Lots of songs will use the 1, 4 and 5 chords. The G, C and D in the key of G. Throw in the 6th chord (Em) and now you have the chords for a ton of songs. Even songs written in another key that follow the 1, 4, 5 pattern can be played in the “feel” of G by using a capo. Learning some basic theory has encouraged me to practice.October 16, 2015 at 5:27 pm #1090
I’m an old guy too, picked up a guitar for the first time last summer, I’m still having trouble co-ordinating fingers for chord changes. Any tips.October 16, 2015 at 5:53 pm #1091
I read somewhere that one has to make the chord shape about 1,000 times before it becomes subconscious.
I’m not saying that to discourage you; quite the contrary, it’s meant to say keep practicing.
Pick two open chords, like a D and a G. Practice changing from one to the other for 5 minutes. Walk away. Try it again later in the day for another 5 minutes. Keep doing that until it’s mastered (changing in time with the help of a metronome). Then try another chord comb, like G to C. If you get G, C and D, you’re well on your way.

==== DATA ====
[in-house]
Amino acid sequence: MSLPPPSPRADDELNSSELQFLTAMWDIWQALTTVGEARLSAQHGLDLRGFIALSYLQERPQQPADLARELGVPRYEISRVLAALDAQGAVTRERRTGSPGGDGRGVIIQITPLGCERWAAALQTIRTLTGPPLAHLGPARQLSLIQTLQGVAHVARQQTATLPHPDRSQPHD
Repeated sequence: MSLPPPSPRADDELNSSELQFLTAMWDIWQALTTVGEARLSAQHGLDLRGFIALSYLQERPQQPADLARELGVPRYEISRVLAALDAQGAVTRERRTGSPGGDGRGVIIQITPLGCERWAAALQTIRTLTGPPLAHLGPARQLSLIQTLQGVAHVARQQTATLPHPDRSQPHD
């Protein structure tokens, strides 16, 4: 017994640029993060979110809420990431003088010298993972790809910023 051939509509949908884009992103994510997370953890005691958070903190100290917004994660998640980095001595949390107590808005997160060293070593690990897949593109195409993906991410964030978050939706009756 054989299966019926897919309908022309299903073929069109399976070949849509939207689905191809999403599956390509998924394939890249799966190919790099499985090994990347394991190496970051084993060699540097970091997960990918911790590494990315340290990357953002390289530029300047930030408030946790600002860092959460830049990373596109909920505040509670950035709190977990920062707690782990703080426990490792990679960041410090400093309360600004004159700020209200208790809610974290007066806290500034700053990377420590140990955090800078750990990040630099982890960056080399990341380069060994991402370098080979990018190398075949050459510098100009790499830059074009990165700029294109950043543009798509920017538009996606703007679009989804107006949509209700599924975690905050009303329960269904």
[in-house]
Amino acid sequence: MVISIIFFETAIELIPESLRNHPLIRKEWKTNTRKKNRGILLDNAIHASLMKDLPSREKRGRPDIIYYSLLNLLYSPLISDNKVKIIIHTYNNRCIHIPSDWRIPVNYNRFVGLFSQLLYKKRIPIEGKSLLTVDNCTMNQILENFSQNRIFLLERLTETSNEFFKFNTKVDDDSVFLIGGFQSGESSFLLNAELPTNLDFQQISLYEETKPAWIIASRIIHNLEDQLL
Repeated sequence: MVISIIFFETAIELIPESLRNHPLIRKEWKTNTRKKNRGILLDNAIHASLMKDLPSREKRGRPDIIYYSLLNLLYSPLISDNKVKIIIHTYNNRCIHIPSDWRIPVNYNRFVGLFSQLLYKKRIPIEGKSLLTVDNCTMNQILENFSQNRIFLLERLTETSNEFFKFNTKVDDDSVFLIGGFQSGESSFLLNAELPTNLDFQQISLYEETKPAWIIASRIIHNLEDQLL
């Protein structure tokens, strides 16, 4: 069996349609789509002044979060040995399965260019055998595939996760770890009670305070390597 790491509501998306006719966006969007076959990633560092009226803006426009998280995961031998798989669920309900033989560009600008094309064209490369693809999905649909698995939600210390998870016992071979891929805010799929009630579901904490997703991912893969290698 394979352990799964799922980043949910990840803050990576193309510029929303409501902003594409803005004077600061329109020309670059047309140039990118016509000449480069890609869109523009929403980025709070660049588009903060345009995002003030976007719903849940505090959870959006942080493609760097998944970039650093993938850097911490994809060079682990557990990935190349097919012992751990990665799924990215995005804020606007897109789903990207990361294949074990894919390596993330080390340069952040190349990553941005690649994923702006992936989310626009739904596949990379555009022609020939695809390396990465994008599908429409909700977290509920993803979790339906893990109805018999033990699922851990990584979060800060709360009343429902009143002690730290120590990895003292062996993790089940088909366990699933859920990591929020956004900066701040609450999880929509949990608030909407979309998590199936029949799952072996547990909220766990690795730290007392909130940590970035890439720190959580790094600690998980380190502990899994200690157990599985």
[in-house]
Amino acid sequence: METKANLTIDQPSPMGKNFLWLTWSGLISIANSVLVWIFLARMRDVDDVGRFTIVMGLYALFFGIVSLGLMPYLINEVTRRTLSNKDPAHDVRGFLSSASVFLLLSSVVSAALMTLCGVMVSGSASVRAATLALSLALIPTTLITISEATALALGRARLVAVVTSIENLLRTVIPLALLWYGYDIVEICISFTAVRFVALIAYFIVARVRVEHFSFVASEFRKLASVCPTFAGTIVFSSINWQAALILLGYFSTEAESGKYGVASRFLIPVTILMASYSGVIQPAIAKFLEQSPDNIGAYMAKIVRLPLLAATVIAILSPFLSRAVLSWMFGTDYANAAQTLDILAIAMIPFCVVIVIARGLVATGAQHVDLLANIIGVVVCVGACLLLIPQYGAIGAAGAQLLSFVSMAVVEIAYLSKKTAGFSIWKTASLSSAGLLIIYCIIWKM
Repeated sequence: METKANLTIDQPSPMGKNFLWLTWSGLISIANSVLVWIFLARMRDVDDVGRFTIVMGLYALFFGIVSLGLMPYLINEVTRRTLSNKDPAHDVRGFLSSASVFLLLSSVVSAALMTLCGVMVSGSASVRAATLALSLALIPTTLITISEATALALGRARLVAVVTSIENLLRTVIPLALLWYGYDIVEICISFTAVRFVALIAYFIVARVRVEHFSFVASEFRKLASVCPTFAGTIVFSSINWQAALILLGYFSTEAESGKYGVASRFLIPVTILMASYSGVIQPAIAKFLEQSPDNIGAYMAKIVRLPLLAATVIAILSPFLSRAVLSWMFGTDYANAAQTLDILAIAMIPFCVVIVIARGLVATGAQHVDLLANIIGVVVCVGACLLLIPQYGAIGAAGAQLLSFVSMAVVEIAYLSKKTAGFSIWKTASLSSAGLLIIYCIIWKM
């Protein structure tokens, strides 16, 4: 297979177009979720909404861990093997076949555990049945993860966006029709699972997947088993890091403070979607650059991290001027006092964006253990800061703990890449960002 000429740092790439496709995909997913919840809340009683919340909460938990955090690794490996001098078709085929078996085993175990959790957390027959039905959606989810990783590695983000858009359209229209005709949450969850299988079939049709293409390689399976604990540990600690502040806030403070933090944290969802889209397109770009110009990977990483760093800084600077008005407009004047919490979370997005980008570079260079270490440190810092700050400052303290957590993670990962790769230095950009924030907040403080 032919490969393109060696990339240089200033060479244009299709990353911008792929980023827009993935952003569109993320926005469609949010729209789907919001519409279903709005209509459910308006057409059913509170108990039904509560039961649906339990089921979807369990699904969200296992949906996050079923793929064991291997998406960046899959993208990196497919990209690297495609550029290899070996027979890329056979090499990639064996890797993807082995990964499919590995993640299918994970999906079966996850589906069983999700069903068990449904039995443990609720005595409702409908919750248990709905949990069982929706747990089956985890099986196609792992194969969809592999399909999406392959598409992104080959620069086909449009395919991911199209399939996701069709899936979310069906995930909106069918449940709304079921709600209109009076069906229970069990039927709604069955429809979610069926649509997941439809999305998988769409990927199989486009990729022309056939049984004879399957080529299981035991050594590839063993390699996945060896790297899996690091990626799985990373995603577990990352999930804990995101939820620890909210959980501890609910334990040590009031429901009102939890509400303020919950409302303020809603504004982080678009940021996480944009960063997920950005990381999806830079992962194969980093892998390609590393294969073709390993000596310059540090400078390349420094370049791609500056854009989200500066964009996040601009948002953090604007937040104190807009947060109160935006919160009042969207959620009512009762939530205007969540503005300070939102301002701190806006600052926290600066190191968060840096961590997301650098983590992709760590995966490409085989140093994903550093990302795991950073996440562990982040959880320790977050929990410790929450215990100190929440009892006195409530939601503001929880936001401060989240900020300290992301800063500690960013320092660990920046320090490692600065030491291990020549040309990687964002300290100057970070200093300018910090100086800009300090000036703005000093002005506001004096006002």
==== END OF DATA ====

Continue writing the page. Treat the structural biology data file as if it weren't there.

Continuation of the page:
It’s worked for me. But I’m not the teacher here, so pay close attention to what Jonathan says!!October 16, 2015 at 6:52 pm #1092
Thank. I’ve not been able to get to any of the lessons yet, membership still pending, although I can get to forum.October 18, 2015 at 12:21 am #1098
A collection of pdf tabs is in the works. I agree that pausing the video is not ideal. Thanks for the “push.”October 18, 2015 at 1:09 pm #1099
Thanks for that Jonathan,look forward to seeing them.September 24, 2016 at 1:50 pm #1373
Are these available? I’d really find PDFs of the tabs to be indispensable too as I spend a lot of time printing off screen grabs and arranging documents to use along side the lesson videos.October 2, 2016 at 4:48 pm #1376